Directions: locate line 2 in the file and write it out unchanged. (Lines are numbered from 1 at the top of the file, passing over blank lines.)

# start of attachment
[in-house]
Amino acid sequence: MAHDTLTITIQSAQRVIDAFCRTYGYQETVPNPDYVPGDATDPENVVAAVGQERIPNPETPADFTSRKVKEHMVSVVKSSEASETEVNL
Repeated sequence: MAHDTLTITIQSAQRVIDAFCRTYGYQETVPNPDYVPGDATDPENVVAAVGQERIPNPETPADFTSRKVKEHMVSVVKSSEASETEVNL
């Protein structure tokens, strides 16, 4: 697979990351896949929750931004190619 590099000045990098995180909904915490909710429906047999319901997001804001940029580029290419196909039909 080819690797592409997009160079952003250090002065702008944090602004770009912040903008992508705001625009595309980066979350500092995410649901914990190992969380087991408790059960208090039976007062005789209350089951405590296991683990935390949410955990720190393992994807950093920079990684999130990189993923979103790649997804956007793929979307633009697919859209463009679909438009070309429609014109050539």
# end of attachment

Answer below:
Amino acid sequence: MAHDTLTITIQSAQRVIDAFCRTYGYQETVPNPDYVPGDATDPENVVAAVGQERIPNPETPADFTSRKVKEHMVSVVKSSEASETEVNL